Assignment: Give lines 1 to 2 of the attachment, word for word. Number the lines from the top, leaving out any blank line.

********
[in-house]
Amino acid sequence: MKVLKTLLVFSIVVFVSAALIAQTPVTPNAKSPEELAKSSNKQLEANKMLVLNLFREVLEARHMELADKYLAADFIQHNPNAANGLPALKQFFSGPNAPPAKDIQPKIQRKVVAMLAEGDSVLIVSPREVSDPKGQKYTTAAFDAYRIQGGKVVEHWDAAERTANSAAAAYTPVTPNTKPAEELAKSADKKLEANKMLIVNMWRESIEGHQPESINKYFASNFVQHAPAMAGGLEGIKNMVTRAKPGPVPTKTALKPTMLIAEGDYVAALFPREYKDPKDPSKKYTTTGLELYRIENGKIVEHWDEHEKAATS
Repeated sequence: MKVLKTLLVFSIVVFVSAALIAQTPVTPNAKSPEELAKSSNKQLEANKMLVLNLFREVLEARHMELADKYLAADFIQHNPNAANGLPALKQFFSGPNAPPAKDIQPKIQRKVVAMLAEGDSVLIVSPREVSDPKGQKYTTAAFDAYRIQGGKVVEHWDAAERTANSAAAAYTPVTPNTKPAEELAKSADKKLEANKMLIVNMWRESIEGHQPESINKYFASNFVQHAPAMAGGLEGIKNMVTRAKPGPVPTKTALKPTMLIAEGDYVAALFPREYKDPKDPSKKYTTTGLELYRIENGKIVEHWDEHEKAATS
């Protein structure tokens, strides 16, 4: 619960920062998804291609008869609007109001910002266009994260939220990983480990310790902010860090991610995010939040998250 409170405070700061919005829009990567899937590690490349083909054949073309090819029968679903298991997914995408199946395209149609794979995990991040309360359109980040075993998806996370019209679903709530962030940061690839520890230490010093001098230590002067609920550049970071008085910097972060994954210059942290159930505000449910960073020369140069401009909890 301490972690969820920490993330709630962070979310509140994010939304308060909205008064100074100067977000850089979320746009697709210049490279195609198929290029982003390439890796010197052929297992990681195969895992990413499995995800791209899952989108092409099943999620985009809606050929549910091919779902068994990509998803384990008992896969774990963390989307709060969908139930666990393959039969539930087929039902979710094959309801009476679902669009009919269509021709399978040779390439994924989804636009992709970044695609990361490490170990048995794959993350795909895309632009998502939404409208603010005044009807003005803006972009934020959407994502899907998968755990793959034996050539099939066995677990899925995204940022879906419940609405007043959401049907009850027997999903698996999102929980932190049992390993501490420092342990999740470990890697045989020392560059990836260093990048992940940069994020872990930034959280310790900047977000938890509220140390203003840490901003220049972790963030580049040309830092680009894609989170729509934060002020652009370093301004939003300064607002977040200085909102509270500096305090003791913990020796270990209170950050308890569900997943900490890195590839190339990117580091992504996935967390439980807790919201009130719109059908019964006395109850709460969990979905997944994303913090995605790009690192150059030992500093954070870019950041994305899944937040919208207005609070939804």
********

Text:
[in-house]
Amino acid sequence: MKVLKTLLVFSIVVFVSAALIAQTPVTPNAKSPEELAKSSNKQLEANKMLVLNLFREVLEARHMELADKYLAADFIQHNPNAANGLPALKQFFSGPNAPPAKDIQPKIQRKVVAMLAEGDSVLIVSPREVSDPKGQKYTTAAFDAYRIQGGKVVEHWDAAERTANSAAAAYTPVTPNTKPAEELAKSADKKLEANKMLIVNMWRESIEGHQPESINKYFASNFVQHAPAMAGGLEGIKNMVTRAKPGPVPTKTALKPTMLIAEGDYVAALFPREYKDPKDPSKKYTTTGLELYRIENGKIVEHWDEHEKAATS